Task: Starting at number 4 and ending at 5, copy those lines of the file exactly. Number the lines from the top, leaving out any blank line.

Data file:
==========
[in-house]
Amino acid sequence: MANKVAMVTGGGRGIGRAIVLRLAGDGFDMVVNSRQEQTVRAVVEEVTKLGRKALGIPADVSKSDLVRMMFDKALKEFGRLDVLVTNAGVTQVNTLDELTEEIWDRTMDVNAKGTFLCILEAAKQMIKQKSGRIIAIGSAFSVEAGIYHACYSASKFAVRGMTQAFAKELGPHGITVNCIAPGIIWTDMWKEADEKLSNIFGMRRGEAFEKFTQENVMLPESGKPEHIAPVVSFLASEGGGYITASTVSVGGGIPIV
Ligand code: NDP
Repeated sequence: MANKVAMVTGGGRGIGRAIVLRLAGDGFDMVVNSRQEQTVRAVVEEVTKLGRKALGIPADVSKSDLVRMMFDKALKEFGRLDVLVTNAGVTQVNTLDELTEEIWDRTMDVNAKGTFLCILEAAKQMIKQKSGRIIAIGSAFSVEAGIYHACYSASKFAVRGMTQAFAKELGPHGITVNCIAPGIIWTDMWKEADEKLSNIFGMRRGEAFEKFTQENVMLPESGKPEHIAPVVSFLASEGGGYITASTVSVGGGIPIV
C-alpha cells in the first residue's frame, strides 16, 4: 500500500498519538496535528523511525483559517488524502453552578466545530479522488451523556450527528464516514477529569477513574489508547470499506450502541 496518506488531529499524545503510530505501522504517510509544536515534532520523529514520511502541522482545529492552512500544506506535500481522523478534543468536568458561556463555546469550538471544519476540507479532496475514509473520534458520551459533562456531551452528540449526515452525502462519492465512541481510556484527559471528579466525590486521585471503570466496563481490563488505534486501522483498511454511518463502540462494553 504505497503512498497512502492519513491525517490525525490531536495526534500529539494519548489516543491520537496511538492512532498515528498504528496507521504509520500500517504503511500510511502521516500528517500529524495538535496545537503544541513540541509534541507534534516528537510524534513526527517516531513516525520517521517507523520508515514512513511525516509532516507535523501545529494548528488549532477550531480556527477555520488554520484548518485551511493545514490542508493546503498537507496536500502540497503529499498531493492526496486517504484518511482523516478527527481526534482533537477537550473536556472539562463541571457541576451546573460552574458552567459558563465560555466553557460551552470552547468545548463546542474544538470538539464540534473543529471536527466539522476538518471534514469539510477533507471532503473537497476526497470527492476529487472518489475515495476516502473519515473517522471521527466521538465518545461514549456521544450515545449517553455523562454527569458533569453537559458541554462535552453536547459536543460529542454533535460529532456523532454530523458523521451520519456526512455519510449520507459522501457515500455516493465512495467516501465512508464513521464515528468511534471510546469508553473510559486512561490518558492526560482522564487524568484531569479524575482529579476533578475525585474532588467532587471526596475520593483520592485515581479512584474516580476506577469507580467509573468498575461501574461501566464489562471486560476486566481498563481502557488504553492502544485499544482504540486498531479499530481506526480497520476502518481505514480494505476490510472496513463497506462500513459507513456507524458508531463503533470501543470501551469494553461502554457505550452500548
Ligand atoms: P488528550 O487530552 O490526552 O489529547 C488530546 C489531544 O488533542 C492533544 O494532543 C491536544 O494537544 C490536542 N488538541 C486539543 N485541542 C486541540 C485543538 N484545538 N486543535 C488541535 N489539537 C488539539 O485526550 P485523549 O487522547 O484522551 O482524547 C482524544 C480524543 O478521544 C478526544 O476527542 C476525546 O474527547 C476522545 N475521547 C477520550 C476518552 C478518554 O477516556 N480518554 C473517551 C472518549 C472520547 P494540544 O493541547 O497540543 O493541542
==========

Repeated sequence: MANKVAMVTGGGRGIGRAIVLRLAGDGFDMVVNSRQEQTVRAVVEEVTKLGRKALGIPADVSKSDLVRMMFDKALKEFGRLDVLVTNAGVTQVNTLDELTEEIWDRTMDVNAKGTFLCILEAAKQMIKQKSGRIIAIGSAFSVEAGIYHACYSASKFAVRGMTQAFAKELGPHGITVNCIAPGIIWTDMWKEADEKLSNIFGMRRGEAFEKFTQENVMLPESGKPEHIAPVVSFLASEGGGYITASTVSVGGGIPIV
C-alpha cells in the first residue's frame, strides 16, 4: 500500500498519538496535528523511525483559517488524502453552578466545530479522488451523556450527528464516514477529569477513574489508547470499506450502541 496518506488531529499524545503510530505501522504517510509544536515534532520523529514520511502541522482545529492552512500544506506535500481522523478534543468536568458561556463555546469550538471544519476540507479532496475514509473520534458520551459533562456531551452528540449526515452525502462519492465512541481510556484527559471528579466525590486521585471503570466496563481490563488505534486501522483498511454511518463502540462494553 504505497503512498497512502492519513491525517490525525490531536495526534500529539494519548489516543491520537496511538492512532498515528498504528496507521504509520500500517504503511500510511502521516500528517500529524495538535496545537503544541513540541509534541507534534516528537510524534513526527517516531513516525520517521517507523520508515514512513511525516509532516507535523501545529494548528488549532477550531480556527477555520488554520484548518485551511493545514490542508493546503498537507496536500502540497503529499498531493492526496486517504484518511482523516478527527481526534482533537477537550473536556472539562463541571457541576451546573460552574458552567459558563465560555466553557460551552470552547468545548463546542474544538470538539464540534473543529471536527466539522476538518471534514469539510477533507471532503473537497476526497470527492476529487472518489475515495476516502473519515473517522471521527466521538465518545461514549456521544450515545449517553455523562454527569458533569453537559458541554462535552453536547459536543460529542454533535460529532456523532454530523458523521451520519456526512455519510449520507459522501457515500455516493465512495467516501465512508464513521464515528468511534471510546469508553473510559486512561490518558492526560482522564487524568484531569479524575482529579476533578475525585474532588467532587471526596475520593483520592485515581479512584474516580476506577469507580467509573468498575461501574461501566464489562471486560476486566481498563481502557488504553492502544485499544482504540486498531479499530481506526480497520476502518481505514480494505476490510472496513463497506462500513459507513456507524458508531463503533470501543470501551469494553461502554457505550452500548